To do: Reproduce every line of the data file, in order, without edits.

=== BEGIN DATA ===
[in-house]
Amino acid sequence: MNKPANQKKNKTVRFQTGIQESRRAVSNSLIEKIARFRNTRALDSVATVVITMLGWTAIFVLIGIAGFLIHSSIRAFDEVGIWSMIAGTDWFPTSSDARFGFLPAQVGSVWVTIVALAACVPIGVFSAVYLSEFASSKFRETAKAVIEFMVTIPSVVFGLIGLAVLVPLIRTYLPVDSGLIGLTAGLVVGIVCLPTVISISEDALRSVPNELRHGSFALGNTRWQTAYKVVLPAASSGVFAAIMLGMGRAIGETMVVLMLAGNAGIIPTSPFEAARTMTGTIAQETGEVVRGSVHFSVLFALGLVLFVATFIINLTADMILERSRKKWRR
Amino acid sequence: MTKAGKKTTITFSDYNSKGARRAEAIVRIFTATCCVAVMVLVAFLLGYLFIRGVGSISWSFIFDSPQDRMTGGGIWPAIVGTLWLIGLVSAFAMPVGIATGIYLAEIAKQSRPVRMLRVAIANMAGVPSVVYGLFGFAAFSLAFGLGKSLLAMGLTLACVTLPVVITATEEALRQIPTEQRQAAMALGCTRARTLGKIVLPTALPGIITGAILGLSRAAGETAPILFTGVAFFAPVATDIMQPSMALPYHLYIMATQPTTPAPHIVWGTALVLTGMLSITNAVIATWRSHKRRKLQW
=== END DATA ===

[in-house]
Amino acid sequence: MNKPANQKKNKTVRFQTGIQESRRAVSNSLIEKIARFRNTRALDSVATVVITMLGWTAIFVLIGIAGFLIHSSIRAFDEVGIWSMIAGTDWFPTSSDARFGFLPAQVGSVWVTIVALAACVPIGVFSAVYLSEFASSKFRETAKAVIEFMVTIPSVVFGLIGLAVLVPLIRTYLPVDSGLIGLTAGLVVGIVCLPTVISISEDALRSVPNELRHGSFALGNTRWQTAYKVVLPAASSGVFAAIMLGMGRAIGETMVVLMLAGNAGIIPTSPFEAARTMTGTIAQETGEVVRGSVHFSVLFALGLVLFVATFIINLTADMILERSRKKWRR
Amino acid sequence: MTKAGKKTTITFSDYNSKGARRAEAIVRIFTATCCVAVMVLVAFLLGYLFIRGVGSISWSFIFDSPQDRMTGGGIWPAIVGTLWLIGLVSAFAMPVGIATGIYLAEIAKQSRPVRMLRVAIANMAGVPSVVYGLFGFAAFSLAFGLGKSLLAMGLTLACVTLPVVITATEEALRQIPTEQRQAAMALGCTRARTLGKIVLPTALPGIITGAILGLSRAAGETAPILFTGVAFFAPVATDIMQPSMALPYHLYIMATQPTTPAPHIVWGTALVLTGMLSITNAVIATWRSHKRRKLQW